Over 450 years ago as the first European explorers pushed into the present-day United States, at least one chronicler had trout on his mind, perhaps reminiscing of brown trout in his Iberian homeland.
Pedro Casta eda, a member of the 1541 Coronado Expedition, wrote while camped along Glorieta Creek near present-day Pecos, New Mexico, that "Cicuye [Pecos Pueblo] is located in a small valley between snowy mountain ranges and mountains covered with big pines. There is a little stream which abounds in excellent trout and otters . . . "
Castaneda wrote about the only trout native to northern New Mexico, Rio Grande cutthroat trout. Another 250 years would pass before Lewis and Clark would make a serious scientific description of west slope cutthroats from Montana, a fish that would eventually be named for science in their honor, Oncorhynchus clarki lewisi.
What's the most common trout in the US? Probably rainbow trout. But that was not always the case. Cutthroat trout could make a strong showing for the widest natural distribution of any North American trout species. Thirteen varieties, or subspecies, of cutthroat trout originally ranged from southeast Alaskan lakes to high-country streams of southern New Mexico. Two subspecies are extinct and the range of many others has been greatly reduced.
By about 1900, cutthroat trout habitat began to degrade from logging, stock grazing, and mining practices. Timbering silted the waters, and streams were blocked and diverted for irrigation. Stream banks continue to be trampled by livestock, reducing the cooling effect of stream-side shade. The cutthroat populations responded in-kind and shrunk to present-day levels. But fishable populations exist throughout the West and cutthroat trout have been transplanted back in the East.
In spring, spawning fish take on a beautiful hue of colors unparalleled in the finny tribe. Though the name "cutthroat" was argued as a bad epithet in Forest and Stream and American Angler in the 1880s, the name aptly describes the trout¿s most prominent feature: a slash of crimson red on the throat. The slash amplifies greatly when fish go on the spawn. The Rio Grande cutthroat for example, is commonly covered in red from the lower jaw to the tail. The spotting pattern is highly variable among the different subspecies. Some may have only a few large spots around the tail while others may be peppered with dark spots.
Cold, clear water is a necessity for this subspecies. Since subspecies in the Rockies don¿t migrate long distances, they must have deep pools to survive the cold, high-country winters. The pools are also prime summertime lairs where they lie in wait for food. During the cooler months, the cutts rely a great deal on drifting aquatic insect larvae. But in the summer, terrestrial bugs like moths, ants, and grasshoppers are the main fare. Larger cutthroat trout may eat an occasional chub or a smaller member of their own clan.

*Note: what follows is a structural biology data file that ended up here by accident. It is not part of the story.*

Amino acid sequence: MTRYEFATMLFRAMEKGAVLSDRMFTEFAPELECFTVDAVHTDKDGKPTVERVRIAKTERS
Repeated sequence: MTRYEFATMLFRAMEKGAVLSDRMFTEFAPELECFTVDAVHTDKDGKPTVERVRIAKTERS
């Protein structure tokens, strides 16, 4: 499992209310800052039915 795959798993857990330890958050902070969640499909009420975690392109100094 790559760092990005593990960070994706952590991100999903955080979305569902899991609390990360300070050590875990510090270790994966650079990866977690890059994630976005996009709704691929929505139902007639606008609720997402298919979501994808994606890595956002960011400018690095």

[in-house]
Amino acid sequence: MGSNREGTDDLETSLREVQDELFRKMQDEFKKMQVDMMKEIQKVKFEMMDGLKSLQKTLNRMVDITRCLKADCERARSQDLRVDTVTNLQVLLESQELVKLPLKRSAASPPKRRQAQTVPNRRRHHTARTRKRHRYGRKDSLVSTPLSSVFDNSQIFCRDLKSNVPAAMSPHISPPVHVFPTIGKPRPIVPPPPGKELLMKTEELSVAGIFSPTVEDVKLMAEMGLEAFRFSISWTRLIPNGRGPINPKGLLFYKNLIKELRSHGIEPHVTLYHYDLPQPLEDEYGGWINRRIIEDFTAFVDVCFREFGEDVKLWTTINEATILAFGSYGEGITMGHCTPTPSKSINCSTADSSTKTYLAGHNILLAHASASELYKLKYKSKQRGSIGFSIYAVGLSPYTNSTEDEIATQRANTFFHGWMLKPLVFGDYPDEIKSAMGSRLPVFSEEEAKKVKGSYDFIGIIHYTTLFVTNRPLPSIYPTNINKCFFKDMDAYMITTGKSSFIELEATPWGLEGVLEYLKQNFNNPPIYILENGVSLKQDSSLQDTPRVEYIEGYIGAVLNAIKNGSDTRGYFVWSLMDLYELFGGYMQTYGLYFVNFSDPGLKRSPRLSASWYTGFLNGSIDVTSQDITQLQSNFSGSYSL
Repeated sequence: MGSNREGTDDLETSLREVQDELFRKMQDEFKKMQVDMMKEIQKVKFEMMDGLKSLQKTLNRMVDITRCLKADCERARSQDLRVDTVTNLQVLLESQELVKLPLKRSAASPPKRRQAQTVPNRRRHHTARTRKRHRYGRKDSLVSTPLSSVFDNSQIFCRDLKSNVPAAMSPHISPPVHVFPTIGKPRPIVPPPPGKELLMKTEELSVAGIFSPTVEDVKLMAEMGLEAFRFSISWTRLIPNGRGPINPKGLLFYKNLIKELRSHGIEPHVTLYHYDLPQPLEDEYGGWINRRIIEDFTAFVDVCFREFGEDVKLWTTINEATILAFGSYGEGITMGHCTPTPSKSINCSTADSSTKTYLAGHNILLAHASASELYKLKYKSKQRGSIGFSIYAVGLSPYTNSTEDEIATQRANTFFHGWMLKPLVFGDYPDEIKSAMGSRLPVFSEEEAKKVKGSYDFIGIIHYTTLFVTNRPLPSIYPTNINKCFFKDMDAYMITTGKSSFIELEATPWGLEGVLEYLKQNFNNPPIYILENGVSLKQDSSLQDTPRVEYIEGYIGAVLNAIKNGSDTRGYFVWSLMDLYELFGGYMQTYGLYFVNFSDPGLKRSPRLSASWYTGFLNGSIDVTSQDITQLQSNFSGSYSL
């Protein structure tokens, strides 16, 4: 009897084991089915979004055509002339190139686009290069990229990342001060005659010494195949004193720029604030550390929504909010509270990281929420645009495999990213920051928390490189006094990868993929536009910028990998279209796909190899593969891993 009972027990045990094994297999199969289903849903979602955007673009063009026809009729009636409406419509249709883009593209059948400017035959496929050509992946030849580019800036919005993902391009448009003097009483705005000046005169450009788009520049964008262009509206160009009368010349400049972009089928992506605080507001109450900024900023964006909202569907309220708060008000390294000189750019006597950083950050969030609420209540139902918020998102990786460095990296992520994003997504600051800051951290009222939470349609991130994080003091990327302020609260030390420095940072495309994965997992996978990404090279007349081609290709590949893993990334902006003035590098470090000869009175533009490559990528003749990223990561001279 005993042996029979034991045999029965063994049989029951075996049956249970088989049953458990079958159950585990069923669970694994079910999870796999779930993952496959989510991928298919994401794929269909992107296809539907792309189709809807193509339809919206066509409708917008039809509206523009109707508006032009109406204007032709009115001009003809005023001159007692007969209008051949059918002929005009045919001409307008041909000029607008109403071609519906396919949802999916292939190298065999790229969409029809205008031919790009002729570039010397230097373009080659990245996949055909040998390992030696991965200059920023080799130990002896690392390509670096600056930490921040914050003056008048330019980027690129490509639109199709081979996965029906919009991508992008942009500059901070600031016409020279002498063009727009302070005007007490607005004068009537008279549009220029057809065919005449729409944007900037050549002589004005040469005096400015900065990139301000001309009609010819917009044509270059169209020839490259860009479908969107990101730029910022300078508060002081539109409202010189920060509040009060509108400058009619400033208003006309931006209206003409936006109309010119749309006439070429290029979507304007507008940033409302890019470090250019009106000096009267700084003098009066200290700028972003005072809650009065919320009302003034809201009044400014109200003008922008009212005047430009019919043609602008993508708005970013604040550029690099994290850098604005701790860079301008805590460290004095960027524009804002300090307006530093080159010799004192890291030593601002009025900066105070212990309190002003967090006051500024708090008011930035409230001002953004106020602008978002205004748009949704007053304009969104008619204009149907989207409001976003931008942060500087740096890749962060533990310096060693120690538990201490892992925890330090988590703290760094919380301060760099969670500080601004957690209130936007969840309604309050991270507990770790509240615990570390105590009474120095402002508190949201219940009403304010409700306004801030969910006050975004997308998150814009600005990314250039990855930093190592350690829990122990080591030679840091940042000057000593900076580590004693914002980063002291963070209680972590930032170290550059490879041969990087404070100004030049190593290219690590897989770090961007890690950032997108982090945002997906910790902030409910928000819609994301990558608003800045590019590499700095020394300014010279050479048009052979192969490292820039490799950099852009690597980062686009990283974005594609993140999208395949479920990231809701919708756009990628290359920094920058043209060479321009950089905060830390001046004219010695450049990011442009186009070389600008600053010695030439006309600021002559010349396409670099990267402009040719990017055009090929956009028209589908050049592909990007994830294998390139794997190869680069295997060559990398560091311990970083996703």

Spawning occurs from March to July, depending upon elevation, when water temperature reaches about 45 degrees. Male fish mature at two years old and females at three, either sex being about 7 inches long. Females lay between 200-4,500 eggs in redds built over clean pea-sized gravel riffles where oxygen-rich water percolates over the developing fish. Females only become ripe every other year. The eggs hatch in several weeks and are about two and an half inches long by the following spring. Cutthroat trout commonly spend their entire lives within 250 yards of their birthplace.
Growth is slow in the high country. By their fifth year, this fish may have reached 16 inches; rarely does it live beyond seven years. Recent diet studies show that feeding, not surprisingly, slows way down in the winter months. In warmer months though, studies that followed individual fish in the wild revealed an interesting life style.
Nine Wyoming cutthroat trout were implanted with radio transmitters and followed from mid-July to late August. To get a complete picture of what the trout were doing around the clock, each fish was individually monitored for at least one minute in every hour, over a 24-hour period. Biologists noted fish behavior, such as feeding or loafing.
Instead of remaining at feeding stations throughout the day, trout in this study moved an average of 275 feet per day in July. As the season progressed they tended to move less -by late August they only moved about of 85 feet per day. Regardless of distance traveled, many of the trout were found back in nearly the same place every morning.
The cutthroats fed 15 to 19 hours each day, with only 40 percent of the fish feeding after dark. Ninety percent of fish fed at dusk and dawn, but in daylight all fish were observed feeding.
To determine their favored fare, biologists flushed out the stomach contents of 36 cutthroats. Over the course of the study, half were flushed between 7:30 and 11:30 a.m., and the other half between 4:30 and 6:30 p.m. The contents were separated into aquatic and terrestrial insects.
Cutthroats consistently ate more aquatic insects than terrestrials. Nearly 60 percent of their diet was composed of the larval and adult forms of aquatic bugs, with caddis and mayflies dominating. Dry fly fishermen may be pleased to know that terrestrial insects, like moths and tiny beetles, made up 31 percent of the diet. Based on stomach flushes, trout fed more than 3 times as much in the afternoon than in morning.
--Springer is a fisheries scientist in New Mexico.
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